How to Install SSH on Fedora 39, 38 Linux

Secure Shell (SSH) is an essential tool for secure remote access and administration of servers and computers. This guide will demonstrate how to install SSH on Fedora Linux, allowing you to manage your system from anywhere securely. SSH provides a secure remote server management channel and supports a range of functionalities that enhance both security and convenience.

Key Features of SSH:

  • Secure Remote Access: Enables encrypted connections to remote servers, ensuring data privacy and integrity.
  • Authentication Flexibility: Supports password-based and key-based authentication methods.
  • Data Encryption: Utilizes strong encryption algorithms to safeguard data transmitted over the network.
  • Port Forwarding: Allows secure tunneling of network services through encrypted channels.
  • File Transfer Capability: Facilitates secure file transfers using SCP and SFTP protocols.
  • Interoperability: Compatible with a wide range of operating systems and devices.

Understanding SSH and its setup on Fedora Linux is not just about enhancing security; it’s about empowering you with the tools to manage your digital environment effectively and safely. Let’s delve into setting up SSH, ensuring your Fedora Linux system is accessible and secure.

Install SSH on Fedora Linux via DNF

Step 1: Update Fedora Packages Before SSH Installation

To maintain system compatibility and prevent conflicts, updating your Fedora system packages before installing SSH is crucial. This ensures that all your system components are up to date.

Run the following command in the terminal to update your packages:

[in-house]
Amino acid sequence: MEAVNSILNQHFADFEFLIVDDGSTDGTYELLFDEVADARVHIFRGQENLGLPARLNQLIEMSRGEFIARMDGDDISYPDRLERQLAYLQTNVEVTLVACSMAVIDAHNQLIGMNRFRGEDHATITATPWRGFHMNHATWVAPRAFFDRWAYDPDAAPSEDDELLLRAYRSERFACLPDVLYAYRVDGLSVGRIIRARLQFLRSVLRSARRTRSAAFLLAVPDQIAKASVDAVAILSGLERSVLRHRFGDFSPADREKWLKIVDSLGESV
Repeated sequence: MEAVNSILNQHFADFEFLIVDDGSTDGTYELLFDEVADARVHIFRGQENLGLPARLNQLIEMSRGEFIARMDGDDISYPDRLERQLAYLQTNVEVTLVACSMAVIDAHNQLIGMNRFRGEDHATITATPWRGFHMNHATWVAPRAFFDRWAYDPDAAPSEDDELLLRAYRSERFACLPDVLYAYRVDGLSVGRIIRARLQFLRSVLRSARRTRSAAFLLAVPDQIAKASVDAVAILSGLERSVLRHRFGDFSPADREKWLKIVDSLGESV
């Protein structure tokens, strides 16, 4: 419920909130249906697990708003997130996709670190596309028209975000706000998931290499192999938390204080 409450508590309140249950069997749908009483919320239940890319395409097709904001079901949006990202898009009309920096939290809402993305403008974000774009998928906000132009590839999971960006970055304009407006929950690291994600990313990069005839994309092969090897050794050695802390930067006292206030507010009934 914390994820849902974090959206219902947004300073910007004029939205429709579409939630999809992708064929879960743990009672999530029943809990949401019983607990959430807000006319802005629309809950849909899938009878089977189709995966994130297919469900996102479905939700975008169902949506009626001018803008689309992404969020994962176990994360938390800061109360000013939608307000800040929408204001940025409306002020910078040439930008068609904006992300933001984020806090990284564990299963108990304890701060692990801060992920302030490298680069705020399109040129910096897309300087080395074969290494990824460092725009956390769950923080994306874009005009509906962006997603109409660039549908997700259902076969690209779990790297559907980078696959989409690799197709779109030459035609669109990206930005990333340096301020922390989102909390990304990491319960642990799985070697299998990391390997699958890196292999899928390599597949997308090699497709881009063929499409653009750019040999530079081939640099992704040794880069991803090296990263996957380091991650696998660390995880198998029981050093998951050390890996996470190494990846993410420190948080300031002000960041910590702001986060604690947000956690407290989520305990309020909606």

sudo dnf upgrade --refresh

This command refreshes the repository metadata and upgrades the packages, ensuring your system is current.

Step 2: Install SSH on Fedora via DNF Command

Before proceeding with the installation, checking if the OpenSSH server is already on your Fedora system is good practice. Use this command to search for the OpenSSH server package:

rpm -qa | grep openssh-server

If this command returns a result, the OpenSSH server is already installed. If there’s no output, you need to install it.

Use this command to install the OpenSSH server:

sudo dnf install openssh-server

Step 3: Enabling and Starting the SSHD Service

Once the OpenSSH server is installed, your next step is to enable the SSHD service. This action ensures that the SSH daemon automatically starts with each system boot, offering consistent remote access.

Enable SSHD using this command:

sudo systemctl enable sshd

After enabling, start the SSH server with:

sudo systemctl start sshd

To verify that the SSH server is running correctly, you can check its status:

systemctl status sshd
Terminal output confirming SSH service activation on Fedora Linux
Terminal Screenshot Showing SSH Service Enabled on Fedora

Using SSH to Connect to a Remote Server on Fedora Linux

Connecting to a Remote Server with Password Authentication

After setting up SSH, you can initiate a connection to a remote server. For a password-based authentication, use the following syntax:

ssh username@remote_server

Replace username with your actual username and remote_server with the server’s IP address or hostname. Upon executing this command, you’ll be prompted to enter your password for authentication.

Connecting to a Remote Server with Public Key Authentication

For enhanced security, SSH also supports public key authentication. This method is more secure than password authentication as it uses cryptographic keys. Execute the command:

ssh -i /path/to/private_key username@remote_server

Here, replace /path/to/private_key with the path to your private key file, username with your username, and remote_server with the server’s IP address or hostname. This method bypasses the need for password entry, leveraging the private key for authentication.

Specifying a Different Port

SSH defaults to port 22 for connections. However, if the remote server listens on a different port, specify it using the -p option:

ssh -p 2222 username@remote_server

Change 2222 to the actual port number used by the remote server.

Transferring Files with SCP

SCP (Secure Copy Protocol) is a secure method for transferring files between systems via SSH. To copy a file from your local system to a remote server, use this command:

scp /path/to/local/file username@remote_server:/path/to/remote/directory